Exclaim Tour: STARS + The Organ + guests @ Cabaret

By Alex - Losing My Edge - 04/16/2005

After a triumphant and well-received return to their fair city Montreal, the Exclaim Tour headliners Stars were faced with the task of going back out and re-create the magic that had the home crowd in rapture the night before. The band has managed to build a healthy reputation of being a great live band, a reputation no doubt enhanced since touring cross-country with the comatose-looking girls in The Organ. With word of their reportedly spectacular performance the night before fresh in our minds, it remained to be seen if they saved enough gas in the tank for what was sure to be another emotional night for the hometown boys and gal.

To be fair, The Organ's charmless demeanor has limited bearing on their ability to please Smiths fans with their repertoire of competent songs. Of course, personal enjoyment is conditional on whether one particularly enjoys Morrissey's vocal stylings. Granted, comparisons to existing artists can be tired and lazy, but when the band is being equally lazy in keeping its obvious influences in check, one doesn't really have choice. That being said, The Organ gave it a good run for four or five songs before their lack of presence -- though points to singer Katie Sketch for the occasional twirls -- caught up to them. Charisma aside, the songs did manage to carve an identity for the band in spite of the weight of their musical heroes. For that, the crowd gave them an enthusiastic ovation that prompted a rare encore for an opening band.

What is instantly apparent from Stars' live act is the celebratory atmosphere that they manage to create onstage, not unlike their Arts & Crafts labelmates Broken Social Scene. As soon as Mr.Douglas Campbell bellowed the Set Yourself On Fire introduction ("when there's nothing left to burn, you must set yourself on fire") in his thunderous God-like voice, his son Torquil and his bandmates tore into the title track, looking like they fully intended in making this night as special. The music itself was undeniably poptastic and it was hard to fend off the contagious joy. However, the wild card was Torquil Campbell. At times, his gushing banter was refreshingly sincere and at others, it was overly theatrical to the point of patronizing. Surely, one can forgive such affected outbursts given the context, but the problem was that it spilled into the songs themselves. The restraint shown on the album contributed to the creation of such a lush and magical record, with all the elements complementing each other. Here, he was threatening to overpower his own band with his exaggerated manners. Thankfully, Amy Millan was the sweet voice of reason -- and reason sounded a bit like Emma Pollack from the Delgados -- and held the monopoly on all of the show's highlights. Whether it was the set-closing "Calendar Girl" or the fantastic single "Ageless Beauty" (joined by Broken Social Scene's Kevin Drew, who also appeared for "Sleep Tonight"), Millan transmitted her band's emotions in an intense but subtle manner that shares them with you, instead of ordering you to feel them.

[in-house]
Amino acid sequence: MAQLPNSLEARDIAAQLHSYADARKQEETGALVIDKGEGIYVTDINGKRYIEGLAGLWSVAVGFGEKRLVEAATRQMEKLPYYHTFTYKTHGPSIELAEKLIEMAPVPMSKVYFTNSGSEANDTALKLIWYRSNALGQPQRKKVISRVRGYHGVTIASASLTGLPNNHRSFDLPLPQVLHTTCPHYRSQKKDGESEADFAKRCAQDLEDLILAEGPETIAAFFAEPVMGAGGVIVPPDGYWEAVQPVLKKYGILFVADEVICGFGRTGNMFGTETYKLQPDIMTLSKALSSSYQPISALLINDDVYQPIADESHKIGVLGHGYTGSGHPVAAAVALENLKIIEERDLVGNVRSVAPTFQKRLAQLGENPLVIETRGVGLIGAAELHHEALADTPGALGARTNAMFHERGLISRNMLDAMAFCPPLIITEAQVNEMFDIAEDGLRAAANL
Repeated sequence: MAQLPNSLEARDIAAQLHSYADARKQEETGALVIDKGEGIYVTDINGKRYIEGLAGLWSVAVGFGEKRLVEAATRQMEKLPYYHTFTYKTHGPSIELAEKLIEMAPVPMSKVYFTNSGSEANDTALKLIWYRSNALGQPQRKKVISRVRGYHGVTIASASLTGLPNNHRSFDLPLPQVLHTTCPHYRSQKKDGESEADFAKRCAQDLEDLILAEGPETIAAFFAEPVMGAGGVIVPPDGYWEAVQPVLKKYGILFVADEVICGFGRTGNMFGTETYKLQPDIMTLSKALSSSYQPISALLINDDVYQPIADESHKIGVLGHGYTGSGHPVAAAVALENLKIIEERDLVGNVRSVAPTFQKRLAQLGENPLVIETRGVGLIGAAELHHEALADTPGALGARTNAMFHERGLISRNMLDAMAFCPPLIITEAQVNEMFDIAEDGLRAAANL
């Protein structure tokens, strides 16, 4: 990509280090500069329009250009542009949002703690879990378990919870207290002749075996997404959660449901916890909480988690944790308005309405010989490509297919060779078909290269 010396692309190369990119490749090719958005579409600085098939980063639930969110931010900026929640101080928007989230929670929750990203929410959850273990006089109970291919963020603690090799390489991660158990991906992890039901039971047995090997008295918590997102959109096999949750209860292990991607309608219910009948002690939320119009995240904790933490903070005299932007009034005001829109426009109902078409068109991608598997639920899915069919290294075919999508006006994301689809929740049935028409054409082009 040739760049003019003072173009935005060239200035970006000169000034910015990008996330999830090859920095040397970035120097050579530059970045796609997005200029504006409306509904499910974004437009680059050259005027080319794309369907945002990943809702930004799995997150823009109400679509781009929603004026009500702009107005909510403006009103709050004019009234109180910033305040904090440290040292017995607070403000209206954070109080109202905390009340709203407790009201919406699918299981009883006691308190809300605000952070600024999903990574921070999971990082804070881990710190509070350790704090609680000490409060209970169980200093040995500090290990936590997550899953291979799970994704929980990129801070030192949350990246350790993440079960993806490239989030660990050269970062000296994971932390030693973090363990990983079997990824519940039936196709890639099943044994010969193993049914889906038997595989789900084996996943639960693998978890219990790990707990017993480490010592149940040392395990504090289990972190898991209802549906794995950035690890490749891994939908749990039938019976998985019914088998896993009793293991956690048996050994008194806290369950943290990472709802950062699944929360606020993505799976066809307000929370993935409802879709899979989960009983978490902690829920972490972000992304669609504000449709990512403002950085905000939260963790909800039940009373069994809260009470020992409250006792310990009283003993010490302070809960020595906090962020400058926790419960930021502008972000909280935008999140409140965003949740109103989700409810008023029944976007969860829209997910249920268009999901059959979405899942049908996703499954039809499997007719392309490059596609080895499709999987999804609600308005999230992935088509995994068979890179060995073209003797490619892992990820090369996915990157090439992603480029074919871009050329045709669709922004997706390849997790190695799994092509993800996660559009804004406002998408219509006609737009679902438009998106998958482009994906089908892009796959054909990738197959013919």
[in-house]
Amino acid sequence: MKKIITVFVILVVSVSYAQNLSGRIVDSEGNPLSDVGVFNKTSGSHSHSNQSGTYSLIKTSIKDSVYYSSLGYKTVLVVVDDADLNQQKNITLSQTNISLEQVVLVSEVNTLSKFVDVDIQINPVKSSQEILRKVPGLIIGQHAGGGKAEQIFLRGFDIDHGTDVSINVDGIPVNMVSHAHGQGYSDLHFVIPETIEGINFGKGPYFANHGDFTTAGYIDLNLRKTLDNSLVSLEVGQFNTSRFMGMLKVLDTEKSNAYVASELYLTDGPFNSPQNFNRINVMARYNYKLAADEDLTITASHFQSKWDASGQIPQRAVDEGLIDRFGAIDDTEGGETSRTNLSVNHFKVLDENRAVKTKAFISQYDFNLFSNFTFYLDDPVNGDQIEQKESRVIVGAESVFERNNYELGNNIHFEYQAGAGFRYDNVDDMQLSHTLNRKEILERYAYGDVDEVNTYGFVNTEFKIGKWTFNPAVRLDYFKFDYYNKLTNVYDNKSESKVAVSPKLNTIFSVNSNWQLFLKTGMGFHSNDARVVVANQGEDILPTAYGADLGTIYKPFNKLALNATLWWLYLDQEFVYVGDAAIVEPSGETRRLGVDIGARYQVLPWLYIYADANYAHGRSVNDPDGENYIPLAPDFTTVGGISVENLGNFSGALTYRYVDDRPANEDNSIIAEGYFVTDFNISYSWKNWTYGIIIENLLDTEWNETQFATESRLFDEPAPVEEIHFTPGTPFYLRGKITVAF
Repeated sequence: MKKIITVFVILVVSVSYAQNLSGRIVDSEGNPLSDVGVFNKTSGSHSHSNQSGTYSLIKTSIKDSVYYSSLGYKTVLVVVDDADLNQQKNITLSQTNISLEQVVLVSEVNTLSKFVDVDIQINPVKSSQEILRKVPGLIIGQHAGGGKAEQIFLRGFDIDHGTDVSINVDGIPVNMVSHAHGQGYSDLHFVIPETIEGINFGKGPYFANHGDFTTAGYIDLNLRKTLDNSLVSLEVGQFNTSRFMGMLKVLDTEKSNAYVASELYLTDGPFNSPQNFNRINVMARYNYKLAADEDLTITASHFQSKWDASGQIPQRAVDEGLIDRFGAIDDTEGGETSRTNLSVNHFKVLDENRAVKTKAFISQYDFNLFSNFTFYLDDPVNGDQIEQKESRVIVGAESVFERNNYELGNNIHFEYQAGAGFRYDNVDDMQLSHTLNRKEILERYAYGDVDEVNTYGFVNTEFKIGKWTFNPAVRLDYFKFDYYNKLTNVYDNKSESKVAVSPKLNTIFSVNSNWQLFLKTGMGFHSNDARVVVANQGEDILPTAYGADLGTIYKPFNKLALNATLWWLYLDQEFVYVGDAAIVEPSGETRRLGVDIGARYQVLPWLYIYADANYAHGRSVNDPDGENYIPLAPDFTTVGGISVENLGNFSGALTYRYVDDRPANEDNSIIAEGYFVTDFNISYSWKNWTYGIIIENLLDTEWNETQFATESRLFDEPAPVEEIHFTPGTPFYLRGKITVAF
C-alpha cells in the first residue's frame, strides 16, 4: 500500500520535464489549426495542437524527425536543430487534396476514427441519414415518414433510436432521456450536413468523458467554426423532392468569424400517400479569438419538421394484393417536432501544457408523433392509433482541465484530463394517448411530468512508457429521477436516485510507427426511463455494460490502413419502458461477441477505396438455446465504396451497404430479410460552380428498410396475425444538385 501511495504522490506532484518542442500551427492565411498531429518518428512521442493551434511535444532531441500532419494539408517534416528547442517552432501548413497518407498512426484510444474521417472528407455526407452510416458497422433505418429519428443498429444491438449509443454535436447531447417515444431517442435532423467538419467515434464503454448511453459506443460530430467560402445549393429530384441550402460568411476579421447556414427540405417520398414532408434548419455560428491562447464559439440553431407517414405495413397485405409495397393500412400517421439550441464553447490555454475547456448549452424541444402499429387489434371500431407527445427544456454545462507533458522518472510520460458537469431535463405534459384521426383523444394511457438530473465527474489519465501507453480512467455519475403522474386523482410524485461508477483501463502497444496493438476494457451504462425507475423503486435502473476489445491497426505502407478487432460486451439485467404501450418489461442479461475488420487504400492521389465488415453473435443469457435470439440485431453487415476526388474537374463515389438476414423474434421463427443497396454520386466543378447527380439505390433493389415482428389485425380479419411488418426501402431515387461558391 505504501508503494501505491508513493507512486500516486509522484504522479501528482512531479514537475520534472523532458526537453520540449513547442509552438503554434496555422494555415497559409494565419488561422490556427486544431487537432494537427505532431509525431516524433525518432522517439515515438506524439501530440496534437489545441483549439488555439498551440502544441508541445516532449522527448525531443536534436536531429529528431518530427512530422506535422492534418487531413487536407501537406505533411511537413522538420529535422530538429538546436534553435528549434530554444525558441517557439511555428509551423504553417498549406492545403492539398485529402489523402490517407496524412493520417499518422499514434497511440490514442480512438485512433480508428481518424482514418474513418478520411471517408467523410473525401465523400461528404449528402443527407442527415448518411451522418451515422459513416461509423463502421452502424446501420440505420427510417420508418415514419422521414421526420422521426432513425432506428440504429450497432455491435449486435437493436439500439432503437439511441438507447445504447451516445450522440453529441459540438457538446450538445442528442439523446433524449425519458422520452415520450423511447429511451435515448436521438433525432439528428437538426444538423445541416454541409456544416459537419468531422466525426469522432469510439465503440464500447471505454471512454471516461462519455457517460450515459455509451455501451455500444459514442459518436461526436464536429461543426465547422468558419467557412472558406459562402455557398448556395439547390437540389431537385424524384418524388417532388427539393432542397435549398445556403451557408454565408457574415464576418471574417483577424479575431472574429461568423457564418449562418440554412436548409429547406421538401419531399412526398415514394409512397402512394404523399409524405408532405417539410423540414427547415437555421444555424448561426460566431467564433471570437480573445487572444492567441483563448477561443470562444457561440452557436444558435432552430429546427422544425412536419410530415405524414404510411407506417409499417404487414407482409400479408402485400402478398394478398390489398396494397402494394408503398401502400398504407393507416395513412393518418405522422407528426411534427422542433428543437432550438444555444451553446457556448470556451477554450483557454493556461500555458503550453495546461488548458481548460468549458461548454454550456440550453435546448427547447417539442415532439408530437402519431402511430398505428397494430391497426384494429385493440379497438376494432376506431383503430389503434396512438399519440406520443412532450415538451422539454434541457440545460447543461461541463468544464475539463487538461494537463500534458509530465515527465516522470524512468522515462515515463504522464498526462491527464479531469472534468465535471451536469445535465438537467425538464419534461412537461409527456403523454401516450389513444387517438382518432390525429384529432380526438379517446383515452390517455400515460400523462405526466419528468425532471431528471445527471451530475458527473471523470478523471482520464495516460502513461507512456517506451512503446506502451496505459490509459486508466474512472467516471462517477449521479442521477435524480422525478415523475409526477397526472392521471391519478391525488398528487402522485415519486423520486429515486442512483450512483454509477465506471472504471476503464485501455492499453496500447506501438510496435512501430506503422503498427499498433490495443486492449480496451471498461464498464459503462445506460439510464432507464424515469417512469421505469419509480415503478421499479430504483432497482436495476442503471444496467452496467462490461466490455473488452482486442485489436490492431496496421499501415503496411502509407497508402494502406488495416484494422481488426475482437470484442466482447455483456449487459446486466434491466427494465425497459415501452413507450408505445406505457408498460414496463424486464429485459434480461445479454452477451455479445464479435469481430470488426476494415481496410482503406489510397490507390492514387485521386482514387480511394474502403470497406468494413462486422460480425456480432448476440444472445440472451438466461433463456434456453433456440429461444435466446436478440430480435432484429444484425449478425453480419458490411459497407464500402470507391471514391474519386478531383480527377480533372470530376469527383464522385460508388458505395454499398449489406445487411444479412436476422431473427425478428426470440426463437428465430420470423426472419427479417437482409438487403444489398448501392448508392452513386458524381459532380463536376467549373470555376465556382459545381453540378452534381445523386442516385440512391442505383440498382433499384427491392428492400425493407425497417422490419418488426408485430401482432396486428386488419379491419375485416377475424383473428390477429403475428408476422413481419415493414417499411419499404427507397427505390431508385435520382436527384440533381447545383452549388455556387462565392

It is hard to rail against someone for being so passionate and obviously, it worked for major portions of the audience. However, the overbearingness of Campbell's act rendered his poignant lyrics empty, similar to the way a scenery-chewing acting performance can strangle the finest script. In the end, this seemed like a bit of nit-picking, for the crowd responded greatly to Stars' performance. It wouldn't be a stretch to qualify it as magical given the ovation, but somehow, one gets the feeling that it was planned out to be that way all along.

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